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The Corporate Manslaughter and Corporate Homicide Act 2007 – Thirteen years in the making but was it worth the wait?

Gobert, James (2008) 'The Corporate Manslaughter and Corporate Homicide Act 2007 – Thirteen years in the making but was it worth the wait?' Modern Law Review, 71 (3). pp. 413-433. ISSN 0026-7961

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Abstract

Despite a gestation period extending over thirteen years, the Corporate Manslaughter and Corporate Homicide Act 2007 is a disappointment. It is limited in its scope, restricted in its range of potential defendants and regressive to the extent that, like the discredited identification doctrine before it, it allows its focus to be deflected from systemic fault to individual fault. As a result the Act may not curb the type of short-sighted risk management decisions that can lead to the deaths of innocent workers, consumers and members of the public. Further, by requiring DPP consent to prosecute, the Act threatens to entangle corporate manslaughter prosecutions in the political process to an unacceptable degree. Despite these weaknesses, the symbolic significance of the Corporate Manslaughter and Corporate Homicide Act 2007 may ultimately transcend its methodological deficiencies.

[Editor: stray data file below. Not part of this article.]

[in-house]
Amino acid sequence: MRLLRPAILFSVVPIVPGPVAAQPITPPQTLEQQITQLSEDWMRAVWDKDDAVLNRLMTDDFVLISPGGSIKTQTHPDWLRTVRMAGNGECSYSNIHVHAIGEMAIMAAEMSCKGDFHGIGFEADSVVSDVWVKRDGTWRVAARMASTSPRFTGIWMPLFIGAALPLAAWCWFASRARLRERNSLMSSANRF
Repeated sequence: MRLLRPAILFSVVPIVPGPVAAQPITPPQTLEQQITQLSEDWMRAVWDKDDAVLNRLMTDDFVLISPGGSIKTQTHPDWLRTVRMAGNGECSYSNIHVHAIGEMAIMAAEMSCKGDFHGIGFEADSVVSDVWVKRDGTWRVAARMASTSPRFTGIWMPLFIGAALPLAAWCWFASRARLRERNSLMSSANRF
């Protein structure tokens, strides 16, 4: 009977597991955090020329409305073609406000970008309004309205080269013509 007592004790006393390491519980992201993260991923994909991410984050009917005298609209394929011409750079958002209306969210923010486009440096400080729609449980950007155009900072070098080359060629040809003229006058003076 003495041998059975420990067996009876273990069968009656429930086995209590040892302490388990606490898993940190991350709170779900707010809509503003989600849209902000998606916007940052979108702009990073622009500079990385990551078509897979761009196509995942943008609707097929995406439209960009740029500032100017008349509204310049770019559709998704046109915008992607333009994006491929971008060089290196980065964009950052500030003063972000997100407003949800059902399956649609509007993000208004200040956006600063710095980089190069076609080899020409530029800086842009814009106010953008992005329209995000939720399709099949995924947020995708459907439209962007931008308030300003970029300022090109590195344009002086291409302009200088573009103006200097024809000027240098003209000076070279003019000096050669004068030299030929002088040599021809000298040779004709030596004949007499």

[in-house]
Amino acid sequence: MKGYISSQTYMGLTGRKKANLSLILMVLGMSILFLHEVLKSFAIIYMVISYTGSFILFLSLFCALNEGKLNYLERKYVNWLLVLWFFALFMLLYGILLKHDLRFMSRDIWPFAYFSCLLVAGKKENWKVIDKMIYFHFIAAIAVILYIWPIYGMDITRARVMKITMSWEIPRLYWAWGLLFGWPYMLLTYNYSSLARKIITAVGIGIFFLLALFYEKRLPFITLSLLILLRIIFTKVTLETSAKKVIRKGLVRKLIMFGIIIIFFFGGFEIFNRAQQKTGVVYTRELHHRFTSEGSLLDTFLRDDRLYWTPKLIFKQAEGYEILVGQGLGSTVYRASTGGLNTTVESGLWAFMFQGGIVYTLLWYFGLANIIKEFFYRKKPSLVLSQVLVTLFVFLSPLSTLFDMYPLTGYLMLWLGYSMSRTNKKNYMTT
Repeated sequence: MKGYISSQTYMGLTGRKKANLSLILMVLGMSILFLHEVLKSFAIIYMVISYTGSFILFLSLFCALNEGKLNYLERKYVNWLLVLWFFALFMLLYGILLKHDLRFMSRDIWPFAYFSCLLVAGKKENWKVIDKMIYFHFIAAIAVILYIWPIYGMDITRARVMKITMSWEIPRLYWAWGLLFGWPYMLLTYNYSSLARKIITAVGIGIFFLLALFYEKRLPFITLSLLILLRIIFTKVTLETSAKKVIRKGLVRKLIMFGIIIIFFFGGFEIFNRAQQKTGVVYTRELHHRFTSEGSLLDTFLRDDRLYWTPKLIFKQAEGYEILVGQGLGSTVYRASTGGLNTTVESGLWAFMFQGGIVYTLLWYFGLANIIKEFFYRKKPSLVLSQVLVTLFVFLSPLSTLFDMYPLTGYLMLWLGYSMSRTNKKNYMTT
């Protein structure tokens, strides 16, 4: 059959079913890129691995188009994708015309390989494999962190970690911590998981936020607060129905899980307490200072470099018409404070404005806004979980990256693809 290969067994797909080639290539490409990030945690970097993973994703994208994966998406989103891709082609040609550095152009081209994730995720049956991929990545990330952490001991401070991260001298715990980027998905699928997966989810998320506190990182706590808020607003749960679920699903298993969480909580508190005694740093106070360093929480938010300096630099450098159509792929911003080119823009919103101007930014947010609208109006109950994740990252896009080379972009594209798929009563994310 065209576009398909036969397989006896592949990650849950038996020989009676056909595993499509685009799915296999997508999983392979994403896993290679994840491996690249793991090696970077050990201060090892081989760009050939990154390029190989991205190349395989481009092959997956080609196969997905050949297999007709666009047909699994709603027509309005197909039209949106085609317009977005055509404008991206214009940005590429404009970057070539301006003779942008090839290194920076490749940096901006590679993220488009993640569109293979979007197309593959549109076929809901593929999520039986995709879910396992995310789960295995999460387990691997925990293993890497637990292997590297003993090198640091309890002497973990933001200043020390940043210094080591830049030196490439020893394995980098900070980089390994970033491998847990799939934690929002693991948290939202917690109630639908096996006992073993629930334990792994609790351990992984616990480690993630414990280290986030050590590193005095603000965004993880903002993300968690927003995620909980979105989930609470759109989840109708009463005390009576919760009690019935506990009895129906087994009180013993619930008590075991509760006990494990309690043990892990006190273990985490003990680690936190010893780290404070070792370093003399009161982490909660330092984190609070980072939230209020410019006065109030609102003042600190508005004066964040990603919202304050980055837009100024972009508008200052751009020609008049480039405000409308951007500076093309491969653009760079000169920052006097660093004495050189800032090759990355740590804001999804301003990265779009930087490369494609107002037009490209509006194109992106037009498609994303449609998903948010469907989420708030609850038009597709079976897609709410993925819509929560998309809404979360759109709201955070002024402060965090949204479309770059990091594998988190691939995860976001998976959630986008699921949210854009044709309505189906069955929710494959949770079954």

Item Type: Article
Subjects: K Law > KD England and Wales
Divisions: Faculty of Humanities > Law, School of
Depositing User: Jim Jamieson
Date Deposited: 21 Nov 2012 15:07
Last Modified: 21 Nov 2012 15:07
URI: http://repository.essex.ac.uk/id/eprint/4283

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